For almost twenty years, I have been striving to make the best out of implementing development programs. But at times this has come at a high cost.
In 2006, I took a long-term position in the field where I saw myself not only contributing to changing the world but also advancing my career. Unfortunately, the work was more than I could handle and when I didn’t get the assistance I asked for at this critical juncture, I stressed myself out attempting to prove to those “headquarter people” that I did not need their help after all.
Then several months into the assignment, I began feeling sick and irritated all the time. My hair started falling out, and I was losing large amounts of weight. My mood swings led me to confrontations with my boss and other colleagues, and I became extremely emotional even about minor issues. Yet nobody bothered to ask me if I was ok or needed help, and I had nowhere to turn to ask for guidance and put things into perspective. One day, I fainted when I was alone with my two-year-old daughter and was forced to seek medical help. Long story short, I was evacuated and five blood transfusions later I was diagnosed with a serious chronic condition. In the midst of this traumatic experience, I was still getting messages from colleagues asking about where I put this file or that document and questions about whether I did this or that thing. To add insult to injury, when I came back to the US, my employer handed me a poor performance evaluation and no salary increase. I am sure my performance suffered from what was happening to me, but I wished someone would have taken the time to give me the benefit of the doubt and realize that I was overwhelmed and both physically and emotionally ill.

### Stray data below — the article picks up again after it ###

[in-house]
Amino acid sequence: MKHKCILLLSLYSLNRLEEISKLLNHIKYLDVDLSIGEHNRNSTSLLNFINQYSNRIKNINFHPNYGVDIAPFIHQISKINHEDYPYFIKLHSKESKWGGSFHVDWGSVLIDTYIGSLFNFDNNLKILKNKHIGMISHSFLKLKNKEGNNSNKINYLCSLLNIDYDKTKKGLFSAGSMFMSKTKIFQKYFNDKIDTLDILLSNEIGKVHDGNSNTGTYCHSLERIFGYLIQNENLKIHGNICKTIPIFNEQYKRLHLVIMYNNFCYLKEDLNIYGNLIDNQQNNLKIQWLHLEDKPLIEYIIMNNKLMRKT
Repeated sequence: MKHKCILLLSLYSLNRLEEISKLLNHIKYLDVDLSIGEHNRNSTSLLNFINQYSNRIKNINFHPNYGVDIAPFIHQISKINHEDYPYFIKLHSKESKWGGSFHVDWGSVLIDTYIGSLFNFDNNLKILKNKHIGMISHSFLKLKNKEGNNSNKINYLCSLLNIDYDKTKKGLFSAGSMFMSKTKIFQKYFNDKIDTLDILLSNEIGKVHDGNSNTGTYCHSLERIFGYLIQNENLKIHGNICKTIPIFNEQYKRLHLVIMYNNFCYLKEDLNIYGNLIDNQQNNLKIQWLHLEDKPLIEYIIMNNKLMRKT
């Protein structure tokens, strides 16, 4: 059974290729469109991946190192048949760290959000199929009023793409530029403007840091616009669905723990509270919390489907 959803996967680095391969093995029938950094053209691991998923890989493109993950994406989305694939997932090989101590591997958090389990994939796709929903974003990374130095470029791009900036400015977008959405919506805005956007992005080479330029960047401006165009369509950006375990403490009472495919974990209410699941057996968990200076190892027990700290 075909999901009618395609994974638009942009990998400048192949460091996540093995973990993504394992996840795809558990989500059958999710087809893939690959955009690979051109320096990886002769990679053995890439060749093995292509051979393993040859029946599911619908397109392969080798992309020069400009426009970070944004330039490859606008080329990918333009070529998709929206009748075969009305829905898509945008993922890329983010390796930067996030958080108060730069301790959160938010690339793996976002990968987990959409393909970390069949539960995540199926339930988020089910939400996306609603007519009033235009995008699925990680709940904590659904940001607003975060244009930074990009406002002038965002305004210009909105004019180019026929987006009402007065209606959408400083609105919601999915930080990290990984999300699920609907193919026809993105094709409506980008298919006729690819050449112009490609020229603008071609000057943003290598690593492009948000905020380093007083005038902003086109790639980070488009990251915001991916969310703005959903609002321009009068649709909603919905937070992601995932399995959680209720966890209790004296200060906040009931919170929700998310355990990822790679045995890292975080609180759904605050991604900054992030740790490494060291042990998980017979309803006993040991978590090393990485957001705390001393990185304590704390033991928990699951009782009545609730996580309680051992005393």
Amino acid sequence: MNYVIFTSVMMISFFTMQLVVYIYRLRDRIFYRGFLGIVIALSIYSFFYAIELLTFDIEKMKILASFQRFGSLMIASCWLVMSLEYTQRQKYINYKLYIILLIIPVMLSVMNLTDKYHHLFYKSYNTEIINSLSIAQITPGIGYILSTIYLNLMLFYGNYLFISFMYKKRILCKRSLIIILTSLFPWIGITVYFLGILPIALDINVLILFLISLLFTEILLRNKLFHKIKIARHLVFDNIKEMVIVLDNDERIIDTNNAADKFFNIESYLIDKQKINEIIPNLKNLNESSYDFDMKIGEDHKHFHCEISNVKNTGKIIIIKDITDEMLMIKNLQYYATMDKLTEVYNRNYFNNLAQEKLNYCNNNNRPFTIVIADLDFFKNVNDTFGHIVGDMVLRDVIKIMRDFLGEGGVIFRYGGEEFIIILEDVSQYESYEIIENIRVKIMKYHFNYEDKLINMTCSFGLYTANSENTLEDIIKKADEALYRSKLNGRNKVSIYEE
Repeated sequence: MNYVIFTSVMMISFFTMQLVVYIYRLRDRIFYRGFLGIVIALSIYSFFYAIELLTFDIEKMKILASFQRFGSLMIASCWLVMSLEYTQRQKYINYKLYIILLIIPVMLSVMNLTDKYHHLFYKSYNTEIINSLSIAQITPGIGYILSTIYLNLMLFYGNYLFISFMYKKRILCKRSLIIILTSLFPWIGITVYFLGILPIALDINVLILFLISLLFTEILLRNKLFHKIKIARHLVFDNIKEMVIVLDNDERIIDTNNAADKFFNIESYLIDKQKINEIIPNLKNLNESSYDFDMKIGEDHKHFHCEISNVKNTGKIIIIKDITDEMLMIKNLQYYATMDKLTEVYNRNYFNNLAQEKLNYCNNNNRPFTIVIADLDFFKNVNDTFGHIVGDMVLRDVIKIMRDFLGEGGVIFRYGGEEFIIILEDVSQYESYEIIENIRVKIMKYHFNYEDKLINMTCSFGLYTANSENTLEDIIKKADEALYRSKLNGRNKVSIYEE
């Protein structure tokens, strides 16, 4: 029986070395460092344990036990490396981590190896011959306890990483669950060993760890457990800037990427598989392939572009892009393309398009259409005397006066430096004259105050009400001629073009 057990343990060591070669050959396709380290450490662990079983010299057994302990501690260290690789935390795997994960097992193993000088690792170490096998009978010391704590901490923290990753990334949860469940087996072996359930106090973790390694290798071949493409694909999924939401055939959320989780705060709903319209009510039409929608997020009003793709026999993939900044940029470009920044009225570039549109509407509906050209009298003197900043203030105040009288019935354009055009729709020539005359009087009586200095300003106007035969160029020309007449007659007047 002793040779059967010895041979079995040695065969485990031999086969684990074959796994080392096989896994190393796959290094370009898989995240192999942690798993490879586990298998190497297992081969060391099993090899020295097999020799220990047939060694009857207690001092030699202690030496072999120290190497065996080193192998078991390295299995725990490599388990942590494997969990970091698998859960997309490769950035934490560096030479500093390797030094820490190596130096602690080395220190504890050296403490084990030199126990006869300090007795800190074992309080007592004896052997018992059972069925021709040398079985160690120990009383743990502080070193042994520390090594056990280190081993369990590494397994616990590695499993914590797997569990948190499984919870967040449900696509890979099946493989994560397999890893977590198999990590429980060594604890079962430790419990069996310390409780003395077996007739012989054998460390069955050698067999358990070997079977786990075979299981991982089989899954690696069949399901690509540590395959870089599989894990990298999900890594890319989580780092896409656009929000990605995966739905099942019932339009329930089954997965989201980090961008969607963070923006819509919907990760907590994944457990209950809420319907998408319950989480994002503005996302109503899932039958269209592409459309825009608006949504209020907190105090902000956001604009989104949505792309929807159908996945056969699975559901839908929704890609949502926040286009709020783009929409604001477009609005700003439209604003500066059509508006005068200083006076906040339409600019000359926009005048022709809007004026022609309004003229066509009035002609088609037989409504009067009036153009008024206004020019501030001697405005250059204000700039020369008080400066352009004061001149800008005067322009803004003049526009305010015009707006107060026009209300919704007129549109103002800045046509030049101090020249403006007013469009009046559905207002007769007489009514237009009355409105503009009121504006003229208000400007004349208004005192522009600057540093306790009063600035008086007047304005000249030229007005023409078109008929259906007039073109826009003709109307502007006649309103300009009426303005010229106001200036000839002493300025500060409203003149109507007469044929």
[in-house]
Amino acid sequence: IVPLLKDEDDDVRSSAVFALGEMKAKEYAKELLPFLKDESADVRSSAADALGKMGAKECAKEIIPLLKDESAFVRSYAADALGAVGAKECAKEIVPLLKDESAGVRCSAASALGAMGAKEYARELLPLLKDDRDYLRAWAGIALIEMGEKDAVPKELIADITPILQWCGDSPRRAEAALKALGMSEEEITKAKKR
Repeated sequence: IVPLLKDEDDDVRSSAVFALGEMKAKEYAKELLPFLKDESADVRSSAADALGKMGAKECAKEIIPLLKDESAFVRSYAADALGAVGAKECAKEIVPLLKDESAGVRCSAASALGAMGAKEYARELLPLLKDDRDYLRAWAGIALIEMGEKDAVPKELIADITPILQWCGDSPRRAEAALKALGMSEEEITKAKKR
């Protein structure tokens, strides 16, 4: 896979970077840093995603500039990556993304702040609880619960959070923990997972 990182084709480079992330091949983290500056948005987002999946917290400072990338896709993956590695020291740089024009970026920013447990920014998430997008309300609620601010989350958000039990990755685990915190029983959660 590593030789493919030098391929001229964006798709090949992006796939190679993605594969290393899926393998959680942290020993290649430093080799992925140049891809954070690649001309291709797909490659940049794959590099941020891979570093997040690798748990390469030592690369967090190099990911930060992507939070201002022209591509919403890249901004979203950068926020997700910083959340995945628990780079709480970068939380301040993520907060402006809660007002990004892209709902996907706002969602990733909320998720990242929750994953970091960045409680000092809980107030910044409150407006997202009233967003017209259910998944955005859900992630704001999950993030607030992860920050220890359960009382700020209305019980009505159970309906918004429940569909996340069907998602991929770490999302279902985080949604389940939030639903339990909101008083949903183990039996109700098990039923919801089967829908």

This is why I feel strongly about lending others a hand, so they don’t have to experience the disappointment and disillusion I felt about my career and the hurt from what I thought was the lack of support from colleagues and even family and friends. This experience helped me reevaluate my priorities and focus on what is really important to me, but I hope we can lessen the burden of others, so their journey can be less rocky.
—Raquel Fontanés, International Development Specialist and Co-founder of The Mind Field